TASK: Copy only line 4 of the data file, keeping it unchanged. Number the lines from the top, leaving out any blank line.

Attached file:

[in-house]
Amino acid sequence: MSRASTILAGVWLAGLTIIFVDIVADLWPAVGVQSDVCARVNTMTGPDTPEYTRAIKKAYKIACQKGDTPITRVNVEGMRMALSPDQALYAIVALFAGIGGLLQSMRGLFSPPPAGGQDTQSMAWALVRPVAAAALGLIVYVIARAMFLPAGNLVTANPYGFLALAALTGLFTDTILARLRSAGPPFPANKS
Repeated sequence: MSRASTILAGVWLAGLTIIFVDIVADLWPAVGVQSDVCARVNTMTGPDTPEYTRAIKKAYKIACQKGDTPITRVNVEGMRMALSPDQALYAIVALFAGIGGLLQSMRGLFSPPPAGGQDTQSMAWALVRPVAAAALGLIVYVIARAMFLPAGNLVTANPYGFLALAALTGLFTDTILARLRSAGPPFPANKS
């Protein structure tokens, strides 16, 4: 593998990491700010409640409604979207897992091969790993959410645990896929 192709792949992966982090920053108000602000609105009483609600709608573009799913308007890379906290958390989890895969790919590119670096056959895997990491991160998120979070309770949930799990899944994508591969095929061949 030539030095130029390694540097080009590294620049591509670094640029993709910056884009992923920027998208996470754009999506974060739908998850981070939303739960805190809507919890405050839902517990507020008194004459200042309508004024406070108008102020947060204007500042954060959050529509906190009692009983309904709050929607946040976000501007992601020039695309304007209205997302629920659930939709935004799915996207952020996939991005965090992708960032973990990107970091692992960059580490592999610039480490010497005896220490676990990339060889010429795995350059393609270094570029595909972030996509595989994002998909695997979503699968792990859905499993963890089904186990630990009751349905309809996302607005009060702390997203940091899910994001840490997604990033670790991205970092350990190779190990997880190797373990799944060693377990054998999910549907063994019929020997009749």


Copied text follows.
């Protein structure tokens, strides 16, 4: 593998990491700010409640409604979207897992091969790993959410645990896929 192709792949992966982090920053108000602000609105009483609600709608573009799913308007890379906290958390989890895969790919590119670096056959895997990491991160998120979070309770949930799990899944994508591969095929061949 030539030095130029390694540097080009590294620049591509670094640029993709910056884009992923920027998208996470754009999506974060739908998850981070939303739960805190809507919890405050839902517990507020008194004459200042309508004024406070108008102020947060204007500042954060959050529509906190009692009983309904709050929607946040976000501007992601020039695309304007209205997302629920659930939709935004799915996207952020996939991005965090992708960032973990990107970091692992960059580490592999610039480490010497005896220490676990990339060889010429795995350059393609270094570029595909972030996509595989994002998909695997979503699968792990859905499993963890089904186990630990009751349905309809996302607005009060702390997203940091899910994001840490997604990033670790991205970092350990190779190990997880190797373990799944060693377990054998999910549907063994019929020997009749």